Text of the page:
The script gets some HTTP info, randomly selects a domain (33db9538 .com, 9507c4e8 .com, e5b57288 .com, or 54dfa1cb .com), and makes a request to its C&C using one of five methods until one works. The HTTP GET requests look something like this:

hxxp://54dfa1cb .com/743373?nBcDCJtttnWOB7AFwE6JSD2%252 B9FWohBE48s54engkXvlo7MmPmabcMTRfK5tqJyYRYA4xsNOviBQDEFq2uGAIfWs%253 D.vxcX.60JI.vXyZAJNtdCnP.%252FkaXEZd1

hxxp://33db9538 .com/941577?cqzyJtttwfqjfH%252FwfN8k7f%252 FSpz9SnXR016abcKoeOzkdP9zUs2oUlKyoGy6DqbbxOPukqZ5y%252FDEFLjNyQU2GGmY%253 D.Uazm.Bfm5.UXyZLzR9z6bi.EPWaPjBl

None of the sites were responding with anything useful at the time of this writing so I don’t know what the payload is but if it’s the same as it was back in 2014 then backdoors are created on the site and overwrites legitimate files in the process.

This is what all of the C&C websites look like:


If you get hit by this then you would probably need to do a fair amount of cleanup, restore from backups, or rebuild your site to ensure no backdoors are left behind.

File: 1.php
MD5: 3ED6699CE373F6BEED22F490B1D93219
VT: 2 / 54

File: 2.php
MD5: 69A1CDF5E389D6388ABB3E6DA198D998
VT: 8 / 54

File: 3.php
MD5: 733C0DD3099C514A7D067D0A20657650
VT: 4 / 54

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Javascript Leads to Browser Hijacking

I came across this nasty-looking script that hijacks your browser. It appears to have been around in some shape or form since 2014 but this latest version deploys an aggressive tactic I’ve not seen before. Here’s what this script looks like:


The script is composed of variables and functions but finding the beginning and ending of one is made difficult because of the lack of whitespace. This script uses tricks like encoded characters, regex search/replace, unusual base conversions, and conditional statements.

Here’s an example of how the author obfuscated his/her script. I’ve highlighted one variable that gives you no clue as what it contains.


If you unescape the script, it becomes more readable but not by a lot.


If you evaluate it, you find that all that nonsense code does is build a string of letters and numbers. This is used to generate random strings later.


Here’s how the obfuscation works. Look at the following statement:

And focus on this part first:

This becomes:
5 + 38 * 932840649 = 35447944667

Then we look at this part:

Which becomes:
116 * 0 + 33 = 33

When you combine the two statements above, you are essentially converting the long number from base33 to text which yields the word “replace”:

So in short, the original statement can be distilled down to the following which returns “a”:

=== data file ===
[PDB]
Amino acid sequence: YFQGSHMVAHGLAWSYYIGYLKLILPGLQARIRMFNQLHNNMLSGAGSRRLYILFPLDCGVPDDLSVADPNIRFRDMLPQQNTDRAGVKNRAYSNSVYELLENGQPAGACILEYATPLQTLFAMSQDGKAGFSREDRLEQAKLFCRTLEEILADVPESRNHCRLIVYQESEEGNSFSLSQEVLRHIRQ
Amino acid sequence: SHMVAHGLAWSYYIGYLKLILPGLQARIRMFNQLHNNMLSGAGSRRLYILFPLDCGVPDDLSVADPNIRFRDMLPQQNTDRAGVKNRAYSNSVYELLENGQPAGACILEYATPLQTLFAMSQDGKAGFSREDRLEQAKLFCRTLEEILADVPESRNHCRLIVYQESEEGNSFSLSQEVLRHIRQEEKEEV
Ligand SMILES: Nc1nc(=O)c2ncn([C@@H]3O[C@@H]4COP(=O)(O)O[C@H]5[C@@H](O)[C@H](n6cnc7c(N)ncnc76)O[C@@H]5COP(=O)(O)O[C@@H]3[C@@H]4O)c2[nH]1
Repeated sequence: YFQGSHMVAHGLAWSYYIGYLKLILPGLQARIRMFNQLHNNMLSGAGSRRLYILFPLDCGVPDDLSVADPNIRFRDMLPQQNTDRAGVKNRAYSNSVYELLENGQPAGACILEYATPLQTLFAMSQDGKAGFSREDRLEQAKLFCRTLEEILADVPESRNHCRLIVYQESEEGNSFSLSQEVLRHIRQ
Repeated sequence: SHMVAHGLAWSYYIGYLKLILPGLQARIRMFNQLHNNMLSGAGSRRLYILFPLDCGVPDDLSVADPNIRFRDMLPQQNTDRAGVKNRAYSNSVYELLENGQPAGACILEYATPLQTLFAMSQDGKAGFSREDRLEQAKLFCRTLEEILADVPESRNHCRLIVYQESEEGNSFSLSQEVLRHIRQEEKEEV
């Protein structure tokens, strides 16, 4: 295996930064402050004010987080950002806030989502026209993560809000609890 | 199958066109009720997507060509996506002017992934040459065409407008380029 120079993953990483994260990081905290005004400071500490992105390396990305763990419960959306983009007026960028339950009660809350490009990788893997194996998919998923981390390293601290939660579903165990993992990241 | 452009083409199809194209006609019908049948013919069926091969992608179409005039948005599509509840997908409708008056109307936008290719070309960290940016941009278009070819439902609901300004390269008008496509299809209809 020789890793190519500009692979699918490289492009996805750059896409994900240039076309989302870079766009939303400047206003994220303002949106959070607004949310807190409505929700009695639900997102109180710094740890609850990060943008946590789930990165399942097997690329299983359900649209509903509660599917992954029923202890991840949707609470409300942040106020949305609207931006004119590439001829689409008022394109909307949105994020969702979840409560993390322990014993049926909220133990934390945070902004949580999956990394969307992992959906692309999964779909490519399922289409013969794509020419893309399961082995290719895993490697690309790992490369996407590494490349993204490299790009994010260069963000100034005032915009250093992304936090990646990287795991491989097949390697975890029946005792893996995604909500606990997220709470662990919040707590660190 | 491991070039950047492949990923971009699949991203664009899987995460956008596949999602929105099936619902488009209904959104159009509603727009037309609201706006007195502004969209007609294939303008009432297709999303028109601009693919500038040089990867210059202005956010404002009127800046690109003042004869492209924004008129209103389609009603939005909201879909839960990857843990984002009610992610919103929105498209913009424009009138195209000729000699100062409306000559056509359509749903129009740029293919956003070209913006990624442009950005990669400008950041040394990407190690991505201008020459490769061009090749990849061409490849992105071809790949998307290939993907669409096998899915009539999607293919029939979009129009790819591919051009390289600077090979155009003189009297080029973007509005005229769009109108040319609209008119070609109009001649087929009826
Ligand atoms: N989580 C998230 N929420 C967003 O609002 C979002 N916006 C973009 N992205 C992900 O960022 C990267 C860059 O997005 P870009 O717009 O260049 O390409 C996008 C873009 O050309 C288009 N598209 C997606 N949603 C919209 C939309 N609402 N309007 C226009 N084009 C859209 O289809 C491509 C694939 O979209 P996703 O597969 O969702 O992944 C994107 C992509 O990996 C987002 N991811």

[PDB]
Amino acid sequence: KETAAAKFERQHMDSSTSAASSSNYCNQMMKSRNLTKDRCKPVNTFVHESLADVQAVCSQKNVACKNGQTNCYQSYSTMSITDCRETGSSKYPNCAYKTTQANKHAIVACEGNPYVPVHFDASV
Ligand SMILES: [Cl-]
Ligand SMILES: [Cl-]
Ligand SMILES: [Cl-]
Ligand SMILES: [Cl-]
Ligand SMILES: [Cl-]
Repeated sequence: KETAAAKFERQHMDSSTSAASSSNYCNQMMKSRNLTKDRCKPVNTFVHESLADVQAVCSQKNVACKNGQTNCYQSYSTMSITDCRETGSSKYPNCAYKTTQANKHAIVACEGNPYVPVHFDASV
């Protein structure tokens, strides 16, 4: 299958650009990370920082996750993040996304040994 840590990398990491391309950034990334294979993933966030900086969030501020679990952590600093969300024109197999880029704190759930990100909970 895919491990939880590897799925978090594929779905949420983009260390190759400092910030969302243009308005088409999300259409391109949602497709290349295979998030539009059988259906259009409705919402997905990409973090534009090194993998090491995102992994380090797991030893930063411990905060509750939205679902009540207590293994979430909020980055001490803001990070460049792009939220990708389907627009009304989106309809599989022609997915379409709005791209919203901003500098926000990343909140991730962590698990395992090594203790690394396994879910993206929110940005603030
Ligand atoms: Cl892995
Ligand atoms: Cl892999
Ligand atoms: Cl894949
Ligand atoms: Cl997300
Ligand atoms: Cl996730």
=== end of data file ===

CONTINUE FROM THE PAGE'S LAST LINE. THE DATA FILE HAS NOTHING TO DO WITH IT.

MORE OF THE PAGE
"ca"[replace](/[c]/g, "");


Here’s some of the more interesting things this script does.

The script makes a copy of wscript.exe, renames it to something random, and saves it to a new folder in the user’s AppData\Roaming directory. It then makes a copy of itself. The copy of wscript.exe is used to run the script. The script then sets the following registry keys to hide the folder.


It then creates a shortcut to the script called “Start” and saves it to the user’s startup folder. The shortcut has a folder icon to trick the user. If the user double-clicks on the “folder”, he/she ends up running the script.


The script will check if it can get access to Microsoft, Google, or Bing. If so then it will continue and then proceed to send data about the computer to urchintelemetry .com and downloads an encrypted file from 95.153.31 .22 .


The downloaded file is another script. The highlighted section shows the attempt to change IE, Firefox, and Chrome’s start page to login.hhtxnet .com .


If you open your browser, you will end up redirected to portalne .ws .


What’s interesting is that if you visit the CnC website, it looks broken.


However, when a correct POST is made, you get a response but it’s not visible. Here you can see the HTML source contains a response hidden in the body tag.


The script makes use of WMI to ensure security software won’t interfere with its tasks. Here’s an excerpt that shows you the security-related software it’s tracking.


If any of the following programs are run, the process is terminated in an unusual way. Here we see that the script creates a fake error message to make the user think the program is not working.


Let’s see this in action. Here I run Autoruns and the program quits and I get this on the screen.


There’s one more trick up its sleeve. Here’s the excerpt from the script.


This gem executes if you terminate the WScript process associated with the script. In other words, if you stop the script, your computer shuts down immediately.

If you end up with this script on your computer, you can easily get rid of it by restarting in Safe Mode (or logging into another account) then removing the startup link and roaming folder. If you wish to analyze the script while it’s running then simply rename your security tool to something benign.

File: sample1.js
MD5: C8B5A9FB9D573B00E1B5E957BD294C11
VT: 7 / 54

File: sample2.js
MD5: 8EA3EE6DF8CF28ABB220CD8615CC654B
VT: 18 / 54